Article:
Kirsten: I started doing triathlons in 1999. Growing up my swimming background was a backyard pool and Girl Scouts (side-stroke, hahaha) at the lake. When I went to university my roommate challenged me to try swimming because ‘it was a good form of exercise’ – so we went to the university pool – and it was ALL I could do to make it 25 meters. I looked around at everyone else swimming with apparent ease, and knew that I should be able to do that – so I started swimming. I met a girl who was there frequently who turned out to be the coach for the university triathlon club, and she invited me to start swimming with them. She was a Total Immersion Swimming coach at that time, and started teaching me drills and technique based swimming. My father had also discovered Total Immersion, and when I went home for the summer, continued to help me work on my swimming. Then he signed me up for my first race. And that is how it all began… And, although swimming continues to be my biggest challenge in triathlon, I truly love it. I love the feeling of when the stroke comes together, and everything just flows smoothly. I love doing an open water swim in the early morning when the lake is like glass and the sun is just coming up. I love the challenge of trying to ‘find faster’, while balancing form and efficiency. I love the ‘more intense’ – longer, interval-type swims, and I equally love the ‘just get in the pool and enjoy swimming’ swims. There is always, always, something to learn and more to gain….

Qu: One of my favorite things to ask you about is your nutrition…can you share a typically race day’s nutrition strategy, and maybe also a typical or favorite non-race-day meal?

Kirsten: I discovered this amazing product called UCAN. It is a ‘super starch’ meaning it provides a steady energy source without spiking blood sugar (like sugary gels and such will do). It is my number one pre-race nutrition. I like the protein formula – it is a powder I just mix with water and drink about 45 minutes before I race. If it is a short race (sprint) then a lot of times that is all I need. For a longer race I will generally eat a few boiled eggs, some white rice, and a banana with almond butter early. Then still use the Generation UCAN just before the race.They also make bars which I used yesterday on the bike, and then for a half or full IM if I need something on the run my favorite is Justin’s Chocolate Hazelnut almond butter. As far as a non-race-day meal . . .I am lucky again in that my husband LOVES to cook. And he does it very well! I don’t do any grains – other than plain white rice. People are always surprised, but, although lacking in nutrients, it is easily digested and I generally just eat it after a training session. Otherwise I follow something similar to the Whole 30 – lots of fresh veggies, and lean meat. My diet also changes depending on racing and season. In the winter we will do more soups, butternut/spaghetti squash, etc, while in the summer it is more of the fresh vegetables in season, salads, etc.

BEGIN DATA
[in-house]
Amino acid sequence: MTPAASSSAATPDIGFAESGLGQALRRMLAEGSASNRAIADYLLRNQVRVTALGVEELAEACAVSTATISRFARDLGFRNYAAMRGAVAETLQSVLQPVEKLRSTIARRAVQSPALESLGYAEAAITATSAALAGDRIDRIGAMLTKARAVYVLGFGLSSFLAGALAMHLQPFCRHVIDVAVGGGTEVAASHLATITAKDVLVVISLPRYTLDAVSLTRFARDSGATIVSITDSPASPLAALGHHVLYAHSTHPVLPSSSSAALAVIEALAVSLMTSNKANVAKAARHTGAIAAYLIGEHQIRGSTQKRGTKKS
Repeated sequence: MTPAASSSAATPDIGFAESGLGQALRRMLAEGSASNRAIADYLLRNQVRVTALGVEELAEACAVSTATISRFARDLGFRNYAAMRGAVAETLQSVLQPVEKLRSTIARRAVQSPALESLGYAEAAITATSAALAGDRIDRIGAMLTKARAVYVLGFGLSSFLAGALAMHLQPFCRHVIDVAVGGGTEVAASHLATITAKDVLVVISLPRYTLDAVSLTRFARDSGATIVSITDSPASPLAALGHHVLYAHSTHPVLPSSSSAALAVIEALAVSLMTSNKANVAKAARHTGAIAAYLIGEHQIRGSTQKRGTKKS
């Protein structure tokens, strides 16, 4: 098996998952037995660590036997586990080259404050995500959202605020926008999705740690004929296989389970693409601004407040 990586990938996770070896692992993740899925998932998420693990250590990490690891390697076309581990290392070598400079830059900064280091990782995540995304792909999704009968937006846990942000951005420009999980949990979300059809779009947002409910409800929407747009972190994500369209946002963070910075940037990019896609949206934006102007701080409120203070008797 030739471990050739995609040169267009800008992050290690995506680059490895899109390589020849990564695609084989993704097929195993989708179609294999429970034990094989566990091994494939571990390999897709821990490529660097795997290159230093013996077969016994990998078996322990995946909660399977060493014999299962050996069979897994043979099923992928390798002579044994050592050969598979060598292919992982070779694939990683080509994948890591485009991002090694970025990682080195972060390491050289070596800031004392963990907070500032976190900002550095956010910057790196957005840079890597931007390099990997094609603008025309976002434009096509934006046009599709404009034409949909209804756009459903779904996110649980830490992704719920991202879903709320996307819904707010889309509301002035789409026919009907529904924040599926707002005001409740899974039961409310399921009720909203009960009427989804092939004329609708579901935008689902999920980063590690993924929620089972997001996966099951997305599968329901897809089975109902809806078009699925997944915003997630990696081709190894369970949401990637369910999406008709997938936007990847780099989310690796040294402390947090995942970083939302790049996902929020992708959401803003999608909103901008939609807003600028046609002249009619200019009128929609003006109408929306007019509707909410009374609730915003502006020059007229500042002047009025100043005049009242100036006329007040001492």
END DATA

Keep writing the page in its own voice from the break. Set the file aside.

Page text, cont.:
Qu:It seems to be working well for you. Plenty of folks struggle with nutrition…how long did it take you to sort out your current strategy?

Kirsten: It actually started back in 2014 because I somehow committed myself to several Ironman distance races within a short period of time, and I knew nutrition would be paramount. I contacted UCAN, and also worked with a nutritionist for a while, because I really wanted to dial it in and did not have time or room for errors. I worked with her for about 6 mos – through the Ironman(s) and a little into the off-season just to make sure I knew how to continue on my own. Apart from that, it is still a bit of a continuous learning process. Sometimes what always worked in the past stops working, and sometimes I just crave something new. I really try to be in tune with my body, and trust my instincts if that makes sense….

What a great opportunity to get to know Kirsten, and learn a little about the life of a truly gifted and amazing athlete!

Thank you Kirsten for spending Sunday morning with us!

Coach Dinah